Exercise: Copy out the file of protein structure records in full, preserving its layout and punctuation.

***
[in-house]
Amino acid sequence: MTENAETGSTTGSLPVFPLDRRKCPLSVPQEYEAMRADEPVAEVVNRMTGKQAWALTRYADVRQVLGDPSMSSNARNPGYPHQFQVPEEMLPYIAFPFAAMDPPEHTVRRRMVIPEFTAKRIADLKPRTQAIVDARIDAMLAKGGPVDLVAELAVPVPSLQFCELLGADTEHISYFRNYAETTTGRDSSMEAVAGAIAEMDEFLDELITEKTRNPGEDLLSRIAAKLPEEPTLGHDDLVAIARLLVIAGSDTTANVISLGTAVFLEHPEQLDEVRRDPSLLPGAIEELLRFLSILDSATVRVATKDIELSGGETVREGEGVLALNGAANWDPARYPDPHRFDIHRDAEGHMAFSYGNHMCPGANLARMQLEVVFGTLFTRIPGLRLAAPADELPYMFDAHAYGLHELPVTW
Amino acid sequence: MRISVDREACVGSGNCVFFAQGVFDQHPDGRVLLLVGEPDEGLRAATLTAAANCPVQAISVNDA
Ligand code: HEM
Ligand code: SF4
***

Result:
[in-house]
Amino acid sequence: MTENAETGSTTGSLPVFPLDRRKCPLSVPQEYEAMRADEPVAEVVNRMTGKQAWALTRYADVRQVLGDPSMSSNARNPGYPHQFQVPEEMLPYIAFPFAAMDPPEHTVRRRMVIPEFTAKRIADLKPRTQAIVDARIDAMLAKGGPVDLVAELAVPVPSLQFCELLGADTEHISYFRNYAETTTGRDSSMEAVAGAIAEMDEFLDELITEKTRNPGEDLLSRIAAKLPEEPTLGHDDLVAIARLLVIAGSDTTANVISLGTAVFLEHPEQLDEVRRDPSLLPGAIEELLRFLSILDSATVRVATKDIELSGGETVREGEGVLALNGAANWDPARYPDPHRFDIHRDAEGHMAFSYGNHMCPGANLARMQLEVVFGTLFTRIPGLRLAAPADELPYMFDAHAYGLHELPVTW
Amino acid sequence: MRISVDREACVGSGNCVFFAQGVFDQHPDGRVLLLVGEPDEGLRAATLTAAANCPVQAISVNDA
Ligand code: HEM
Ligand code: SF4